Viewers' Voice


Sorrow of Bihar


M Shamsur Rabb Khan



Almost every year, this happens, and perhaps will continue to happen in years to come. Thanks to almost negligible disaster management system in Bihar and unfriendly gesture from Nepal that releases lakhs of cusec of water. This year too, Nepal reportedly discharged around 2.5 lakh cusec of water into Kosi. Can anyone talk to Nepal? Not really, till Rachanda is in the hot seat. Listen: officials of the Flood Control Cell blamed the increase in water level of Nepal's rivers for the flooding of rivers in North Bihar. Nothing new. Nepal has been doing it for a long time.

A reader from Kochi writes in a newspaper, “unfortunately, flood management seems to be nowhere in the agenda of governments. What is important now is to think of measures to prevent the recurrence of such a tragedy. If China could tame the ferocious Yangtze river, there is no reason why India cannot tame the Kosi or the Godavari. What is needed is a commitment to the cause.”

In childhood, we read: Kosi is the sorrow of Bihar. People of that part of the world are feeling it. The report says that Kosi breaks an embankment just before the Bhimnagar Barrage in Nepal. This time at least 123 people when report last came in, engulfing about 500 villages in 16 districts, and affecting more than 30 lakh people. The worst hit districts are Supaul, Saharsa, Madhepura and Araria. And to add insult to the injury, heavy rains inundated fresh areas in Bhagalpur, Begusarai, Katihar, Samastipur and Khagaria districts. Road and rail traffic has also been disrupted at several places. Government says almost 250,000 acres (100,000 hectares) of farmland is under water, destroying wheat and rice.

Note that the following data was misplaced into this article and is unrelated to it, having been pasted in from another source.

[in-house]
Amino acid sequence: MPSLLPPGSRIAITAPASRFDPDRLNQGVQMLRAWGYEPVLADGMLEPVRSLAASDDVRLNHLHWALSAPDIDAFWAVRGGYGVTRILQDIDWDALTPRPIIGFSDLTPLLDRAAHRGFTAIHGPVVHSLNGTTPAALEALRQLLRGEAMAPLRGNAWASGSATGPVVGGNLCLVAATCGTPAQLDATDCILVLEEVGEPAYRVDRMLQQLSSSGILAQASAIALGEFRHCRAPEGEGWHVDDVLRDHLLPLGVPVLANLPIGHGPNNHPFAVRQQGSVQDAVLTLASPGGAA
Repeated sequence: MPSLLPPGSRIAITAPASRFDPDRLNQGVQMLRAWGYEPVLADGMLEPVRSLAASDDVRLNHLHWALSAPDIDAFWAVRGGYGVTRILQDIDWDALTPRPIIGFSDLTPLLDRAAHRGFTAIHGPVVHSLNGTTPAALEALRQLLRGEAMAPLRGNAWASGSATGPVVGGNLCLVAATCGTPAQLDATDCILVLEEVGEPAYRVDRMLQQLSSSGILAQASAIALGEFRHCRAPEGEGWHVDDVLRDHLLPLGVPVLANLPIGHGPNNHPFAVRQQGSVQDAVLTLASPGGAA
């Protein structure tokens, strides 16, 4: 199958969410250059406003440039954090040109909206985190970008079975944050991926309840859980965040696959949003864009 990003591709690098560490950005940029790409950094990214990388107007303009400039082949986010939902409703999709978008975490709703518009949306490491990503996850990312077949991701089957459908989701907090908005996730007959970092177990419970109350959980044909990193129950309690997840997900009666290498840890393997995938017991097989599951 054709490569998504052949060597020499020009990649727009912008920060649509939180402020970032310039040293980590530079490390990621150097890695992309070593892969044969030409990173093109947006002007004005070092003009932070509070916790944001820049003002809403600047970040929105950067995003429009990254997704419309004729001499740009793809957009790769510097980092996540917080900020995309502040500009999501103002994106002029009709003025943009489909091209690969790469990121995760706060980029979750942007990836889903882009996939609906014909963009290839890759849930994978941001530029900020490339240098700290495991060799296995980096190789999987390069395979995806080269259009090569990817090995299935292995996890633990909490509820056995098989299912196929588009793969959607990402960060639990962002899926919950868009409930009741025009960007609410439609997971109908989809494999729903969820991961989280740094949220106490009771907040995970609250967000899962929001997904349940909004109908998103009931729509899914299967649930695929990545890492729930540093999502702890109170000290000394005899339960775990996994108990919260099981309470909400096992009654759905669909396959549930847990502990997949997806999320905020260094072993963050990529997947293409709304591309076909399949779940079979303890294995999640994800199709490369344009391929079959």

Our Water Resources Department Minister Vijayendra Pd. Yadav said that the embankments on various rivers in the state were safe, while local media in Patna reported that the swollen Rato River made a 100 feet long breach in an embankment at Srikhandi under Sursand block in Sitamarhi district, inundating more than 200 villages. From Delhi, things do not look as grim as from the spot where people are wading through neck deep-waters.
The PM made an aerial survey, called it a national calamity and announced Rs. 1,000 crore. But how much from this money will reach the beneficiary is not without doubt. We have had past example. In Bihar, natural calamities come as a boon to the officials who make merry with the sarkari money, and people’s plights are at the mercy of those officials, who will throw some out of the bulk once their bellies are filled.

My heart goes to the people. Only they can fight themselves. I have faced floods twice and I can understand how it feels when surrounded by waters from all sides and no one to rescue. In darkness, life shivers at the mercy of unknown threats. Some can turn to God, some to government, and yet some to glimmer of hope. At we can pray for them, help them with whatever we can and give them strength in the hour of sorrow.

We will continue to listen to the deaths, damages, losses and speeches in days to come. But once the water would start receding and problems ebbing, other problems will surround the affected lots. In fact, the aftereffects will be no less threatening: rehabilitations will be a daunting task, and waterborne- ailments like diarrhoea will hit them hard.

Can anyone change the age-old perception that Kosi is a sorrow of Bihar? Not at least the leaders, who seem far greater a sorrow of Bihar than Kosi. Believe it

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